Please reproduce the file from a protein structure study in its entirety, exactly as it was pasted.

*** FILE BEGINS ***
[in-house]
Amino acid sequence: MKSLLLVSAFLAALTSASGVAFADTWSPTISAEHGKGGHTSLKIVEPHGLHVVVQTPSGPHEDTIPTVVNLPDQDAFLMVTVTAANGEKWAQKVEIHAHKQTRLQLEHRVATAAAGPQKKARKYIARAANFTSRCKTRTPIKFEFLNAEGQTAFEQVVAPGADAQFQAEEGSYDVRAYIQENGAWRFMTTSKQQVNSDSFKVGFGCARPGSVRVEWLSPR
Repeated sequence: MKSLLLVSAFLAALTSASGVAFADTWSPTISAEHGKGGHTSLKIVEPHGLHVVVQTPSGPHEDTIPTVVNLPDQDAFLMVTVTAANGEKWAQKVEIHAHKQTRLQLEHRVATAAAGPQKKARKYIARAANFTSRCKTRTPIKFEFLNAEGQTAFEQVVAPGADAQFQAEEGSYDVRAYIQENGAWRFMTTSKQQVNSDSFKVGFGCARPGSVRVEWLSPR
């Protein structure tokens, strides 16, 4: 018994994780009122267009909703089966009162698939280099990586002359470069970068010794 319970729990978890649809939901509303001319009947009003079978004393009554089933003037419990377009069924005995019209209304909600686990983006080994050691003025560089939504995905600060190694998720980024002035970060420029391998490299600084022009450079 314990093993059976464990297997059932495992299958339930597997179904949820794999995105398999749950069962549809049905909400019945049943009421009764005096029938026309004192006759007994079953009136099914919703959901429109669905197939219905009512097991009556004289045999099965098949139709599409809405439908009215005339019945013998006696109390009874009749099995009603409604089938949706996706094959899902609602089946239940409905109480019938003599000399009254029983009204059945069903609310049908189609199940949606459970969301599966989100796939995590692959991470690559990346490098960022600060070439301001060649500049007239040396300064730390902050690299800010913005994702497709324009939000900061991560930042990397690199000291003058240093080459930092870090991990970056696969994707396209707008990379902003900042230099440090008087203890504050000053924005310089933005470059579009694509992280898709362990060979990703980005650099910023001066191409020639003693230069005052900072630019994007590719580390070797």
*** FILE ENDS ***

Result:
[in-house]
Amino acid sequence: MKSLLLVSAFLAALTSASGVAFADTWSPTISAEHGKGGHTSLKIVEPHGLHVVVQTPSGPHEDTIPTVVNLPDQDAFLMVTVTAANGEKWAQKVEIHAHKQTRLQLEHRVATAAAGPQKKARKYIARAANFTSRCKTRTPIKFEFLNAEGQTAFEQVVAPGADAQFQAEEGSYDVRAYIQENGAWRFMTTSKQQVNSDSFKVGFGCARPGSVRVEWLSPR
Repeated sequence: MKSLLLVSAFLAALTSASGVAFADTWSPTISAEHGKGGHTSLKIVEPHGLHVVVQTPSGPHEDTIPTVVNLPDQDAFLMVTVTAANGEKWAQKVEIHAHKQTRLQLEHRVATAAAGPQKKARKYIARAANFTSRCKTRTPIKFEFLNAEGQTAFEQVVAPGADAQFQAEEGSYDVRAYIQENGAWRFMTTSKQQVNSDSFKVGFGCARPGSVRVEWLSPR
């Protein structure tokens, strides 16, 4: 018994994780009122267009909703089966009162698939280099990586002359470069970068010794 319970729990978890649809939901509303001319009947009003079978004393009554089933003037419990377009069924005995019209209304909600686990983006080994050691003025560089939504995905600060190694998720980024002035970060420029391998490299600084022009450079 314990093993059976464990297997059932495992299958339930597997179904949820794999995105398999749950069962549809049905909400019945049943009421009764005096029938026309004192006759007994079953009136099914919703959901429109669905197939219905009512097991009556004289045999099965098949139709599409809405439908009215005339019945013998006696109390009874009749099995009603409604089938949706996706094959899902609602089946239940409905109480019938003599000399009254029983009204059945069903609310049908189609199940949606459970969301599966989100796939995590692959991470690559990346490098960022600060070439301001060649500049007239040396300064730390902050690299800010913005994702497709324009939000900061991560930042990397690199000291003058240093080459930092870090991990970056696969994707396209707008990379902003900042230099440090008087203890504050000053924005310089933005470059579009694509992280898709362990060979990703980005650099910023001066191409020639003693230069005052900072630019994007590719580390070797």